In fact, a new type of people-powered and digitally-facilitated organisation has spread worldwide. This includes MoveOn in the US, 38 Degrees in the UK, Jhatkaa in India, Campact in Germany and GetUp! in Australia. In contrast with traditional advocacy organisations, these new digital organisations determine campaigns based on what their members are interested in. They ascertain their members’ preferences by polling them regularly and testing campaign emails to see which issues, and what messaging, get the highest action rate (“A/B testing”). Their distinct advantage is that they rapidly mobilise thousands (even millions) to take action, at tipping point moments when a decision is imminent.
More established advocacy organisations are now looking to their digital counterparts and considering if and how they can learn from them. They are increasingly using email, online petitions and social media to campaign. Greenpeace, for instance, established the Mobilization Lab (“MobLab”) to lead rapid-response, digitally-based, people-powered campaigning. MobLab is now working with CIVICUS and a wide network of NGOs around the world.
A number of questions remain for established advocacy organisations and their new digital counterparts. First, should established groups be willing to share more power in decision-making with an online constituency? Second, how should advocacy organisations campaign on issues that tend to attract low public support (such as refugee rights) or issues that are too technical (such as transparent ownership of companies)? Third, what should organisations do when the people they mobilise do not have progressive preferences?
This is a significant challenge, as Tosca Bruno-van Vijfeijken, Director of Syracuse University’s Transnational NGO initiative explained: “if we want citizen agency and activism to be strengthened through digital means, then we cannot complain that it works in both political directions: that is the nature of democracy.” 38 Degrees, for instance, found its members were split on leaving the European Union. As a result, the group did not campaign for remain or leave during the 2016 referendum, a position that it has been criticised for and defended on the basis that their mission is to ‘serve a mainstream, inclusive, non-partisan campaigning community, not to privilege the views of some members over others’.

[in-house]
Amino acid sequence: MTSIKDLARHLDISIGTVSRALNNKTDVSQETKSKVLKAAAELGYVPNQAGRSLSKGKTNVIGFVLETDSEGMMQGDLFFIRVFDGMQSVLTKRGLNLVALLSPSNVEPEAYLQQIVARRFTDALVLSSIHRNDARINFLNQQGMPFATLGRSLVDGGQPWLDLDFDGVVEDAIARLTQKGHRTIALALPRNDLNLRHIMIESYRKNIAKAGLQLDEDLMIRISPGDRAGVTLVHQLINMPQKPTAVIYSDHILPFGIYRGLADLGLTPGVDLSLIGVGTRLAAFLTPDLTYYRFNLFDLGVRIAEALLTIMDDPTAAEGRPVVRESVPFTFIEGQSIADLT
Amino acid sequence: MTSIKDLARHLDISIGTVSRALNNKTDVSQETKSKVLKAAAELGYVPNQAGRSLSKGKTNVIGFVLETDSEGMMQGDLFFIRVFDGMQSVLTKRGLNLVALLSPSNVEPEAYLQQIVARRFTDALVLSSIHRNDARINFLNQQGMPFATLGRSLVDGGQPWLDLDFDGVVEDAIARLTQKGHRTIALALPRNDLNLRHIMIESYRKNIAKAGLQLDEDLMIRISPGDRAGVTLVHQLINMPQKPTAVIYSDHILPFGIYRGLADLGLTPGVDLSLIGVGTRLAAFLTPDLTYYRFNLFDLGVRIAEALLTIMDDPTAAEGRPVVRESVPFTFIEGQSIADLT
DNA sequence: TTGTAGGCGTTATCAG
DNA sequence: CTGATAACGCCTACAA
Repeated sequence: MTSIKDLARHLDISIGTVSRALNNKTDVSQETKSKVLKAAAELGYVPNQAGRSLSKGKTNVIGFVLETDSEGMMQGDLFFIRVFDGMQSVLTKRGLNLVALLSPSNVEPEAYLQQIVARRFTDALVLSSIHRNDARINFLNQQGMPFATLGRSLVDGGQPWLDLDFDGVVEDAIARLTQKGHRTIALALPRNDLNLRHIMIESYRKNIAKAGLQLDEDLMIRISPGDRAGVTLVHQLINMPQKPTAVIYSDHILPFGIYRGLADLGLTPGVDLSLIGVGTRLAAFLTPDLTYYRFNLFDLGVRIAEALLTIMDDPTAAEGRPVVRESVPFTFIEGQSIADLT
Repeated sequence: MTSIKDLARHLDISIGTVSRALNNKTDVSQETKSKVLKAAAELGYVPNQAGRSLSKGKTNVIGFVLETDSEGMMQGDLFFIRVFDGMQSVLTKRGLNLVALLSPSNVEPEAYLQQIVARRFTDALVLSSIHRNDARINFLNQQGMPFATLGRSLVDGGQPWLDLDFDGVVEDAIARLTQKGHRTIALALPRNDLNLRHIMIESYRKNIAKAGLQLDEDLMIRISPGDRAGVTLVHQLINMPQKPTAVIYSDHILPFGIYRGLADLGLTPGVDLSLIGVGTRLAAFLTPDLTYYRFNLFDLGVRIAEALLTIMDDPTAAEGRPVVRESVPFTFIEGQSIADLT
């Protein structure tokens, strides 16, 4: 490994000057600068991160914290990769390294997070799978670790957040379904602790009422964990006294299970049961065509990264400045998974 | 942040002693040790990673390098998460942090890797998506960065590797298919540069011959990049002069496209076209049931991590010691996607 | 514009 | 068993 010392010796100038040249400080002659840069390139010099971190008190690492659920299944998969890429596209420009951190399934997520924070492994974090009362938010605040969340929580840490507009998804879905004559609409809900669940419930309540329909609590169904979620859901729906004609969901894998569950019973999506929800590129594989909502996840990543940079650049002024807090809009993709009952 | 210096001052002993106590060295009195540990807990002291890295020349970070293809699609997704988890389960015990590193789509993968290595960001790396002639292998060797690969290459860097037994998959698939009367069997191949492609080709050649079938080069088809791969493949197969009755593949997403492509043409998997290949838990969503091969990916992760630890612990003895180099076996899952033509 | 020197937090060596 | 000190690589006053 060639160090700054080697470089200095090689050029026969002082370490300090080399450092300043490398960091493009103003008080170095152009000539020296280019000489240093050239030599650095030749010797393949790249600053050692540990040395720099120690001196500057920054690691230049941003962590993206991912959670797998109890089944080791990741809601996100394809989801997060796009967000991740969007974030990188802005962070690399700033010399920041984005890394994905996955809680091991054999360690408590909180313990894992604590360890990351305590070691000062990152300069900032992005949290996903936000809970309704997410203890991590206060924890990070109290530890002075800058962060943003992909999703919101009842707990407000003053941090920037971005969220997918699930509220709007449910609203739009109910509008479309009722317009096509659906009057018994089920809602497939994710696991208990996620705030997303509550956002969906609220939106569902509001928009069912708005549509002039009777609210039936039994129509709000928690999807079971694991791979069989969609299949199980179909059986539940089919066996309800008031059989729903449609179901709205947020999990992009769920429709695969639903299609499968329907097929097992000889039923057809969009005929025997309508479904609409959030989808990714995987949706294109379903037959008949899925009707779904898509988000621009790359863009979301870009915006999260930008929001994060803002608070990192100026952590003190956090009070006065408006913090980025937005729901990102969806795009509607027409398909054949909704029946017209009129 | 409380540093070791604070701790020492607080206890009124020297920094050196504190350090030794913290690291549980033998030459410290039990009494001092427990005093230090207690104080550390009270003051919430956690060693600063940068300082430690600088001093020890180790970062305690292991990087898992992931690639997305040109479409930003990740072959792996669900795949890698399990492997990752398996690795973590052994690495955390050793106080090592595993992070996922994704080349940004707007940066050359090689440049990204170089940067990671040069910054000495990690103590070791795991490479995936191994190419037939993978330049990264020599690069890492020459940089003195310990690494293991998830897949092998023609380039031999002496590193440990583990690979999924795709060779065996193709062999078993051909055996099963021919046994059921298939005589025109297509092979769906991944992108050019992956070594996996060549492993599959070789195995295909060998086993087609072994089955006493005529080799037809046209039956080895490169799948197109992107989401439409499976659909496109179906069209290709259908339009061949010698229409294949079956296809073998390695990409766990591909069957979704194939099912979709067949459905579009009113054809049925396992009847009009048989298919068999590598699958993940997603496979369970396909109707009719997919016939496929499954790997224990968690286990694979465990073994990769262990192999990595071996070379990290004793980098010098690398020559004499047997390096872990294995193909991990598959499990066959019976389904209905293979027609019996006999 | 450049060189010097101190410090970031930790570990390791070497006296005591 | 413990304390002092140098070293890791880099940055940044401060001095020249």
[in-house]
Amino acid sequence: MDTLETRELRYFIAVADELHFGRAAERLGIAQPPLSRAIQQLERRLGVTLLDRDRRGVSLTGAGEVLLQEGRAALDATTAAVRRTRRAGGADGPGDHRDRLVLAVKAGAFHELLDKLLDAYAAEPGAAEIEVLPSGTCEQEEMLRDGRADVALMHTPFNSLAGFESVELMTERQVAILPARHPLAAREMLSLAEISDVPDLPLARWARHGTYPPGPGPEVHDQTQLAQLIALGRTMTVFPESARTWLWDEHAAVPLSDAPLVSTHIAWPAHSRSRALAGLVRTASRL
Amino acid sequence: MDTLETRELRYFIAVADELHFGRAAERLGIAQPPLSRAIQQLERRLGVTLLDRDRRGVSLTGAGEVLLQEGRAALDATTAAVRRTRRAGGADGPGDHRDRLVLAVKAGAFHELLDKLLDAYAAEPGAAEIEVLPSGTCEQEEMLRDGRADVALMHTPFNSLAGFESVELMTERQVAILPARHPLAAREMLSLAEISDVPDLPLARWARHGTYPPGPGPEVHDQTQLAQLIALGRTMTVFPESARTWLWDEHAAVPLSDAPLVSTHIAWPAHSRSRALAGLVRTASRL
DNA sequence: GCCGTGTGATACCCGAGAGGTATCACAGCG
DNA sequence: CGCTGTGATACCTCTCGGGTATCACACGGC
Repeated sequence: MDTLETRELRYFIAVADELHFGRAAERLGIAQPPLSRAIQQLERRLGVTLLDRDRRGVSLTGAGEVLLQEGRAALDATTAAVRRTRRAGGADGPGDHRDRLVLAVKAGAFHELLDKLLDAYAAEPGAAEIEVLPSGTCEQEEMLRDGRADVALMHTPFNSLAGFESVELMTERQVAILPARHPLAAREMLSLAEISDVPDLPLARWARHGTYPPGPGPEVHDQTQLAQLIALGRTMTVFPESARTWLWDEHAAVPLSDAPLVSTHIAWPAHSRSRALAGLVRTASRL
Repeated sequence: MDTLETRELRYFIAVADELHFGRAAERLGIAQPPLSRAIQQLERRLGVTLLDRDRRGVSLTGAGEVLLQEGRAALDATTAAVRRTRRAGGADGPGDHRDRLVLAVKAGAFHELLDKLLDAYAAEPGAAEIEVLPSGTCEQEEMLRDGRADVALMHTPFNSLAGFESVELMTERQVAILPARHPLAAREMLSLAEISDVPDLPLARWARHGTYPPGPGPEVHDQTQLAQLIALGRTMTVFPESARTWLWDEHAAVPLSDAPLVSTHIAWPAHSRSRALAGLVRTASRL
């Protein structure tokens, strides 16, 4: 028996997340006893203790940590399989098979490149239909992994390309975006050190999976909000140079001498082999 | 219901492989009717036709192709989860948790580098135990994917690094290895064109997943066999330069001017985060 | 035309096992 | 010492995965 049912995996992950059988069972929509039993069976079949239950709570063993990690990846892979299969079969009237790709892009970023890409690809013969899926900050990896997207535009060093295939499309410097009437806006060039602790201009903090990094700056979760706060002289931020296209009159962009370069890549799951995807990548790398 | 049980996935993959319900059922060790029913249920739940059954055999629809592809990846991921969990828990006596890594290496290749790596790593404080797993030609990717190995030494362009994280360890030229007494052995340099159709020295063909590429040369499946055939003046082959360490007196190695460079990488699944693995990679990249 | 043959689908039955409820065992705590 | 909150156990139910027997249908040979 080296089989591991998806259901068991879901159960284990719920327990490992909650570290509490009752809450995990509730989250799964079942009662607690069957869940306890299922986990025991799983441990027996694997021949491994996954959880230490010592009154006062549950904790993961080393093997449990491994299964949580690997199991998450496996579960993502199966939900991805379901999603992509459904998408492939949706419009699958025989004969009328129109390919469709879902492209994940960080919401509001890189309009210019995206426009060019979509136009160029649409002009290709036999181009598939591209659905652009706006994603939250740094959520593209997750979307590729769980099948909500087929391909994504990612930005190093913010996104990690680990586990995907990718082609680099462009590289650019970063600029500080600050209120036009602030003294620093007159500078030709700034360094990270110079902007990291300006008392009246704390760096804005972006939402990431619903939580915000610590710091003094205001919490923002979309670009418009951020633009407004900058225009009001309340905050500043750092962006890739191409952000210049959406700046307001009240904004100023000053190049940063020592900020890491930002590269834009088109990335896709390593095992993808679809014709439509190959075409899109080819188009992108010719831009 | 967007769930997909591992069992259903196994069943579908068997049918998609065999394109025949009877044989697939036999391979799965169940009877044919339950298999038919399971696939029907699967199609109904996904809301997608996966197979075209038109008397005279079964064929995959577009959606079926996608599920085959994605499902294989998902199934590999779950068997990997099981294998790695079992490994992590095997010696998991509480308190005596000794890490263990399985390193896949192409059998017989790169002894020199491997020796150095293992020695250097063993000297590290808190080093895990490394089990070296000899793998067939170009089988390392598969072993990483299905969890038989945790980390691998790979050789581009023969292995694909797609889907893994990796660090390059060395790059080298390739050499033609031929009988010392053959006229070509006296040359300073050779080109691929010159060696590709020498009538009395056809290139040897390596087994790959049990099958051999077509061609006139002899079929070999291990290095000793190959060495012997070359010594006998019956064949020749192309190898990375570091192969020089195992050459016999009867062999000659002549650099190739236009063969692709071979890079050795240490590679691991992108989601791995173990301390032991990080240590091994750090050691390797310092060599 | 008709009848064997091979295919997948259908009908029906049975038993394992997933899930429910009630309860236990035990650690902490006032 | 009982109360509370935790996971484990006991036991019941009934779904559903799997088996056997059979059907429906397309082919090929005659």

All organisations engaging in people-powered digital advocacy should look to build supporters that endorse their progressive vision. This means each organisation must define its core values and identify what it means to be progressive in its own context. This will differ across countries and for different organisations: in Germany progressives may be against free trade, while in United States they may be all for it. There will be trade-offs between narrow, more radical or niche positions and broader, more inclusive visions. Digital campaigning has become a critical tool in politics; the question is who has access to the Internet, who masters these new technologies, and whose interests they represent.
Nina Hall is a fellow at the Hertie School of Governance and Assistant Professor in International Relations at Johns Hopkins SAIS (Europe).